While the pace of this advancement was astonishing two years back – the pandemic has further accelerated it. As the world adopted new ways of living and working virtually overnight, organisations from all sectors are building new capabilities, harnessing digital technologies and adapting their business models at unimaginable speeds to respond to the pace of change.

So, the real question is how do we in the financial services industry rise to meet the challenges and opportunities presented by 4IR, and what does this look like in practical terms?


As with the advent of any significant innovation, 4IR is set to disrupt sectors on a universal scale. Every industry will have to respond – and respond quickly – to ensure sustainability.

When it comes to the accounting field, the largest global players have already made strides in combining AI with other technologies, such as robotic process automation, to streamline and automate manual tasks performed by accountants today.

Auditors, for instance, are employing machine learning tools in audits to ‘read’ documents, such as leases and sales contracts, perform trend analysis and identify discrepancies.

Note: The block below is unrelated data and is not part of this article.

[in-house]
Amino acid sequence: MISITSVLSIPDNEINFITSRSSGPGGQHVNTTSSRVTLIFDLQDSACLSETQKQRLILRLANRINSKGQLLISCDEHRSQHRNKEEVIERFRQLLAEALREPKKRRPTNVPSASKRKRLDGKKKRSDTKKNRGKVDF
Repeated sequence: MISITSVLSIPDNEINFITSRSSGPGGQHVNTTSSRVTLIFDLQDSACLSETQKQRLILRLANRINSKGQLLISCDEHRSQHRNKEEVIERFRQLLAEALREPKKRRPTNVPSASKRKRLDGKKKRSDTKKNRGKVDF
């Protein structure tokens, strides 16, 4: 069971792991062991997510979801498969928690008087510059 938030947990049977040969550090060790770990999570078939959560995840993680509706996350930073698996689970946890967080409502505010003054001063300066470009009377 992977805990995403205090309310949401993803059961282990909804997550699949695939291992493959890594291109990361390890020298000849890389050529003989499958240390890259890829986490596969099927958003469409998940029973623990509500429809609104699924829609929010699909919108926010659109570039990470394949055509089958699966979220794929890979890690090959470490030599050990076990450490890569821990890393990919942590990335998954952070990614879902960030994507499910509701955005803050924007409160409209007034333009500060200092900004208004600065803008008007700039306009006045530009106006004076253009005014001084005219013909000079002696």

EY has gone so far as to launch an AI proof of concept that leverages computer vision to enable drones to monitor inventory during the auditing process – for example, counting the number of vehicles in a production plant under audit and feeding collected data directly into their digital audit platform.

The purpose of these initiatives is to reduce administrative time spent on mundane tasks and time-intensive reviewing of audit documents – enabling accountants and auditors to redirect their time to high-value, high-impact tasks and areas that require inspection, problem-solving, decision-making and insights.


What does a 4IR-driven future look like for independent accounting firms? In other words, how can SME accountants better-support their SME clients? The answer lies in ‘Infonomics.’


According to Gartner, Infonomics is an emerging discipline concerned with the managing of and accounting for information, with the same rigor and formality as applied to other traditional assets.
Essentially Infonomics tells the story behind the numbers. When accounting firms leverage Infonomics to effectively optimise the data at their disposal, they’re able to offer greater value to clients by equipping them with the strategic insights needed to make better-informed business decisions.